Home > Integration anxiety: The cognitive isolation of climate change
Integration anxiety: The cognitive isolation of climate change
1 May 2018 - 14:45
Findlater, K, M., Donner, S, D., Satterfield, T., Kandlikar, M. • 2018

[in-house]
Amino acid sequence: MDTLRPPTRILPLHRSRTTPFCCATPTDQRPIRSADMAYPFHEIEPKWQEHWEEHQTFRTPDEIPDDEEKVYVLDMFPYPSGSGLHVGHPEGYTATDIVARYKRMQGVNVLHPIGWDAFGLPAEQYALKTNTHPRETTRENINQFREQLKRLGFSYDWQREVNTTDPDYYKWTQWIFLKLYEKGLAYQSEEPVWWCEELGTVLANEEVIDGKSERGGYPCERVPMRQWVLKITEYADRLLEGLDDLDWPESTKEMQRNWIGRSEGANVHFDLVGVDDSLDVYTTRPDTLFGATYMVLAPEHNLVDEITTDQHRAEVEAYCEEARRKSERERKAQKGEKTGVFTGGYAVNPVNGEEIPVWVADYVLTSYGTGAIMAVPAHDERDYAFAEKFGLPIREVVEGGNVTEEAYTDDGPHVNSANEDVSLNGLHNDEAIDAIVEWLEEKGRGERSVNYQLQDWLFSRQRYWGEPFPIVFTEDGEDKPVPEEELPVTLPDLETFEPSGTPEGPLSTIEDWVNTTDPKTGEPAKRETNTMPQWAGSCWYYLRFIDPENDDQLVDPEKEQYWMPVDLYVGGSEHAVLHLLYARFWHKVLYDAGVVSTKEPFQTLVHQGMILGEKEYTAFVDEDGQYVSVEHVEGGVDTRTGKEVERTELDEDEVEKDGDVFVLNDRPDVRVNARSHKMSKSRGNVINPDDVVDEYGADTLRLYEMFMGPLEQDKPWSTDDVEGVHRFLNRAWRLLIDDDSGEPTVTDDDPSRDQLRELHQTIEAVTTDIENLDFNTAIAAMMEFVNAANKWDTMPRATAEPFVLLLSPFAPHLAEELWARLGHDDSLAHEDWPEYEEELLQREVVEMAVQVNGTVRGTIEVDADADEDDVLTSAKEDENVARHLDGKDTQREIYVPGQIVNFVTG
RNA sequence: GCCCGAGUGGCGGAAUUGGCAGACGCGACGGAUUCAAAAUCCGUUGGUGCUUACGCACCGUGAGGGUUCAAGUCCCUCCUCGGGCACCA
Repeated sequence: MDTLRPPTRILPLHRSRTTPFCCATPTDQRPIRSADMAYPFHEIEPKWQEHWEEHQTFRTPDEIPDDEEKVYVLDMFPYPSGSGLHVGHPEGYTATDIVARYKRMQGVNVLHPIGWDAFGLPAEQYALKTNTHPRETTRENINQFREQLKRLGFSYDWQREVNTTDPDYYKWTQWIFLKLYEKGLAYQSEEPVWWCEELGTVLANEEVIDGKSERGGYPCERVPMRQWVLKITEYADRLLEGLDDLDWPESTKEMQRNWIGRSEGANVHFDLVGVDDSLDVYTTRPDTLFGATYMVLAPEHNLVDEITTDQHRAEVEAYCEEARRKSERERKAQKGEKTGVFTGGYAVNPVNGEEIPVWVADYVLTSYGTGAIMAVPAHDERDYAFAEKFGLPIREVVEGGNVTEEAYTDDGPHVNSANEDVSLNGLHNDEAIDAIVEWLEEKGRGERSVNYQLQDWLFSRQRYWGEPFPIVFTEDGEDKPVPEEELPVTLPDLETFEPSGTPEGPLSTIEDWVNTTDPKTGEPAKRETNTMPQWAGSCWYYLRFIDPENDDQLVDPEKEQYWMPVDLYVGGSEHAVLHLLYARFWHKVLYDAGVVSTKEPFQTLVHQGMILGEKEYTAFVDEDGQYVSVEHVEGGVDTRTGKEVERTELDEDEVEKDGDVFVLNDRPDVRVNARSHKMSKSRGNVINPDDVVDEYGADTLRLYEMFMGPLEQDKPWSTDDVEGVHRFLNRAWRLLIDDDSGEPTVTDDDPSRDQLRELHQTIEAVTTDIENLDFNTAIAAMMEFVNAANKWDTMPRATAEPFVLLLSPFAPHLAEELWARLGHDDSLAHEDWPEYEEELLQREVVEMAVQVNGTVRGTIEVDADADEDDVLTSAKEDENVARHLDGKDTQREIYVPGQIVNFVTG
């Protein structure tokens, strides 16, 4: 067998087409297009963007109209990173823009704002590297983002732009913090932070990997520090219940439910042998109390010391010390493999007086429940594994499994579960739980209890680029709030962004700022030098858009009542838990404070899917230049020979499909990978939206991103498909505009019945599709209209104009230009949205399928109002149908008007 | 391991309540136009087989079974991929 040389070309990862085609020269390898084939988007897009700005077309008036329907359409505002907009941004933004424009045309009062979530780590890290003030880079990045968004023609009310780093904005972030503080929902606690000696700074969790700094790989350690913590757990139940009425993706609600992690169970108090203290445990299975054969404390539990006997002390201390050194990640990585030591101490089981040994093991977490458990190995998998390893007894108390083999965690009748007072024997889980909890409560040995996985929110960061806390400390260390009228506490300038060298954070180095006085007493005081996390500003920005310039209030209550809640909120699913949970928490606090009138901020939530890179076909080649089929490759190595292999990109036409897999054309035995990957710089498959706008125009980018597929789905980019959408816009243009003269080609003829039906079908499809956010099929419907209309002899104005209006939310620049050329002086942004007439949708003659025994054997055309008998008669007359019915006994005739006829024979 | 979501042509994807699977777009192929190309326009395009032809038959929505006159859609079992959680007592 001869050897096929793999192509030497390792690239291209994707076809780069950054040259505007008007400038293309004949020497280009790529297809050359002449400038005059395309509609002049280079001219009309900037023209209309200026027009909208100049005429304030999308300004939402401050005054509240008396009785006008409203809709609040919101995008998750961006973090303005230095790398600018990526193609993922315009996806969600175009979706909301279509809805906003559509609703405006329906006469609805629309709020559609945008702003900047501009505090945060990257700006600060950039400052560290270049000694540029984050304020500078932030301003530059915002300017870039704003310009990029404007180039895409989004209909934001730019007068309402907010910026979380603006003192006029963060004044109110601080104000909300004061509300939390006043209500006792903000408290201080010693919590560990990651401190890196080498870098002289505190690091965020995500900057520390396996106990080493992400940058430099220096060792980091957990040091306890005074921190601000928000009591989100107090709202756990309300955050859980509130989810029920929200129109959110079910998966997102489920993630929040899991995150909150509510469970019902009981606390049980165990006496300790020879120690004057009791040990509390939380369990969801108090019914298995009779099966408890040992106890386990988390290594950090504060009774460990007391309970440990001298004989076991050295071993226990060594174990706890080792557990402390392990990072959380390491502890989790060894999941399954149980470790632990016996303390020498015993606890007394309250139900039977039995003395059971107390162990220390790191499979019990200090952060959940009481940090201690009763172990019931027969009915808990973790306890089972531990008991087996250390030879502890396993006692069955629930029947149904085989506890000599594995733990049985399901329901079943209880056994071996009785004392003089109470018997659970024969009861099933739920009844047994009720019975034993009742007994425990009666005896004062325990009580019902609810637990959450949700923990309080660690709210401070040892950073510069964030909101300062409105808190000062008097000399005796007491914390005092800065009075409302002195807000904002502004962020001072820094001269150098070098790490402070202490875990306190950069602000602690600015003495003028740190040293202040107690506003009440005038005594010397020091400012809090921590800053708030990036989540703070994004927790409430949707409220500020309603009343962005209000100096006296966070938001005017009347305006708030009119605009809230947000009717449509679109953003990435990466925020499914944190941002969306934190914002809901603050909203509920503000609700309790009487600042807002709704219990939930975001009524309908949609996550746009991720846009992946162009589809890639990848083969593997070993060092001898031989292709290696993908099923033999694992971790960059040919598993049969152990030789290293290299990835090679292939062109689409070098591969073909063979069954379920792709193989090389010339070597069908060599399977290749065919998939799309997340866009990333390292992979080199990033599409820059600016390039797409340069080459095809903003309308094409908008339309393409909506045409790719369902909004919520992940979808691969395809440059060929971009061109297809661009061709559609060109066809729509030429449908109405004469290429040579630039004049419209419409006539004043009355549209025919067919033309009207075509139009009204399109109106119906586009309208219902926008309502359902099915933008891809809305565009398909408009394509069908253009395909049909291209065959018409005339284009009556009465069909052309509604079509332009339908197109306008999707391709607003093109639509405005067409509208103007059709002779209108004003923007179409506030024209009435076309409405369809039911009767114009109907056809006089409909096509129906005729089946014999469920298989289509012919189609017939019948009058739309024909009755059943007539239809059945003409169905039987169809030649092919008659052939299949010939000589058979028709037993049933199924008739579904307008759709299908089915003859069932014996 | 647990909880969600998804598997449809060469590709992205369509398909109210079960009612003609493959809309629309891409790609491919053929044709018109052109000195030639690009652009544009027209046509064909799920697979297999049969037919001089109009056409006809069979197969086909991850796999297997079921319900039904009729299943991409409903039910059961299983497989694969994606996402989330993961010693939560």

Experts recommend that decision-makers in climate-vulnerable sectors integrate, or ‘mainstream’, climate change adaptation into their decision-making. Farmers are often thought to do so intuitively, because many climate change impacts will manifest in similar ways to the weather and climate variability that farmers have always faced. However, there is little evidence to suggest whether farmers are already doing this, how they should go about it, and how hard it might be. Here we show that commercial grain farmers in South Africa (N = 90), as a uniquely informative group, are struggling to mainstream climate change risk management despite their apparent incentive, capacity and willingness to adapt. They perform large-scale, highly mechanized, input-intensive grain farming like their peers in higher-income countries (e.g., the United States, Canada, Europe and Australia), but without the government subsidies, crop insurance and irrigation more common in other regions. They are therefore motivated to adapt proactively because they are more vulnerable to the financial harms of weather and climate risks. Our data show that they are explicitly sensitive to the risks of climate change, generally expressing concern for its potential impacts, reporting observed changes, proposing possible adaptations, and expressing the desire to adapt proactively. However, their mental models of climate change (n = 30) are linguistically and structurally isolated from their mental models of weather and other ‘normal’ risks. They are therefore implicitly insensitive to climate change, making it unlikely that they will adapt proactively and rationally to this uncertain risk that they otherwise appear well-equipped to manage.